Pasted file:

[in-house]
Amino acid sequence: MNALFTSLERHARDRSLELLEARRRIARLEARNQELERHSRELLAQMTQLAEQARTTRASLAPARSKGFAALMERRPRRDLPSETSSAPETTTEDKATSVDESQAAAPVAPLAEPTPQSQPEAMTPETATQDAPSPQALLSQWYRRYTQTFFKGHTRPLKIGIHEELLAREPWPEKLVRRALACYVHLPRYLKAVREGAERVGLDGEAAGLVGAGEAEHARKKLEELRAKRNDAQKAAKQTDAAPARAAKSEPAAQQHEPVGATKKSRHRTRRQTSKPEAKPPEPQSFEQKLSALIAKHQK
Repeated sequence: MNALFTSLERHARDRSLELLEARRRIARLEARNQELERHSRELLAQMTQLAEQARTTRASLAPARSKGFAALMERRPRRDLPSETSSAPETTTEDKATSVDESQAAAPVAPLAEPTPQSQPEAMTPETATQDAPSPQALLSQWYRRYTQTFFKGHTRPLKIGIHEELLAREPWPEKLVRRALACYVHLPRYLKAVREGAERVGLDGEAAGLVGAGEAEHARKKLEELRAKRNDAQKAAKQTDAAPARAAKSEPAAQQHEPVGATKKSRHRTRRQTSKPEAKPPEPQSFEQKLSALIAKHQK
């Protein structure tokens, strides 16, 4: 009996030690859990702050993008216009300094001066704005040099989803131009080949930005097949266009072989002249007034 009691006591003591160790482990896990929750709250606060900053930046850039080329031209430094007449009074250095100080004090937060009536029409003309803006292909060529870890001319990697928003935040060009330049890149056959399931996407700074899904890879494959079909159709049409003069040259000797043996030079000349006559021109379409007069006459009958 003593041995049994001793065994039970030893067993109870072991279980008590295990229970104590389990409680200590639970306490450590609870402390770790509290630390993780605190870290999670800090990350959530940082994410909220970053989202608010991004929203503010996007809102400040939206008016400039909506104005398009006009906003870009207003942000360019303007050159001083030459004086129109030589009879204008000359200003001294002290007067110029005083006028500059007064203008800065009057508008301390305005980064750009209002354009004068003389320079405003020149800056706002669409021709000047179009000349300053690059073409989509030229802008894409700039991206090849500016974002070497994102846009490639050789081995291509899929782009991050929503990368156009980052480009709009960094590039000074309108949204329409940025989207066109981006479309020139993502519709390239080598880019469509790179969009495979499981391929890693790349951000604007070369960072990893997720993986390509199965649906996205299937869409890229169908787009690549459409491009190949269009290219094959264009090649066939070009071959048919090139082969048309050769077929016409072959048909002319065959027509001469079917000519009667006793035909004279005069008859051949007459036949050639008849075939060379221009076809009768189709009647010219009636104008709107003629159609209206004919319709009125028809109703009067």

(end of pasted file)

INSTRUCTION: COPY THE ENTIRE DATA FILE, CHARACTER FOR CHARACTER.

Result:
[in-house]
Amino acid sequence: MNALFTSLERHARDRSLELLEARRRIARLEARNQELERHSRELLAQMTQLAEQARTTRASLAPARSKGFAALMERRPRRDLPSETSSAPETTTEDKATSVDESQAAAPVAPLAEPTPQSQPEAMTPETATQDAPSPQALLSQWYRRYTQTFFKGHTRPLKIGIHEELLAREPWPEKLVRRALACYVHLPRYLKAVREGAERVGLDGEAAGLVGAGEAEHARKKLEELRAKRNDAQKAAKQTDAAPARAAKSEPAAQQHEPVGATKKSRHRTRRQTSKPEAKPPEPQSFEQKLSALIAKHQK
Repeated sequence: MNALFTSLERHARDRSLELLEARRRIARLEARNQELERHSRELLAQMTQLAEQARTTRASLAPARSKGFAALMERRPRRDLPSETSSAPETTTEDKATSVDESQAAAPVAPLAEPTPQSQPEAMTPETATQDAPSPQALLSQWYRRYTQTFFKGHTRPLKIGIHEELLAREPWPEKLVRRALACYVHLPRYLKAVREGAERVGLDGEAAGLVGAGEAEHARKKLEELRAKRNDAQKAAKQTDAAPARAAKSEPAAQQHEPVGATKKSRHRTRRQTSKPEAKPPEPQSFEQKLSALIAKHQK
């Protein structure tokens, strides 16, 4: 009996030690859990702050993008216009300094001066704005040099989803131009080949930005097949266009072989002249007034 009691006591003591160790482990896990929750709250606060900053930046850039080329031209430094007449009074250095100080004090937060009536029409003309803006292909060529870890001319990697928003935040060009330049890149056959399931996407700074899904890879494959079909159709049409003069040259000797043996030079000349006559021109379409007069006459009958 003593041995049994001793065994039970030893067993109870072991279980008590295990229970104590389990409680200590639970306490450590609870402390770790509290630390993780605190870290999670800090990350959530940082994410909220970053989202608010991004929203503010996007809102400040939206008016400039909506104005398009006009906003870009207003942000360019303007050159001083030459004086129109030589009879204008000359200003001294002290007067110029005083006028500059007064203008800065009057508008301390305005980064750009209002354009004068003389320079405003020149800056706002669409021709000047179009000349300053690059073409989509030229802008894409700039991206090849500016974002070497994102846009490639050789081995291509899929782009991050929503990368156009980052480009709009960094590039000074309108949204329409940025989207066109981006479309020139993502519709390239080598880019469509790179969009495979499981391929890693790349951000604007070369960072990893997720993986390509199965649906996205299937869409890229169908787009690549459409491009190949269009290219094959264009090649066939070009071959048919090139082969048309050769077929016409072959048909002319065959027509001469079917000519009667006793035909004279005069008859051949007459036949050639008849075939060379221009076809009768189709009647010219009636104008709107003629159609209206004919319709009125028809109703009067």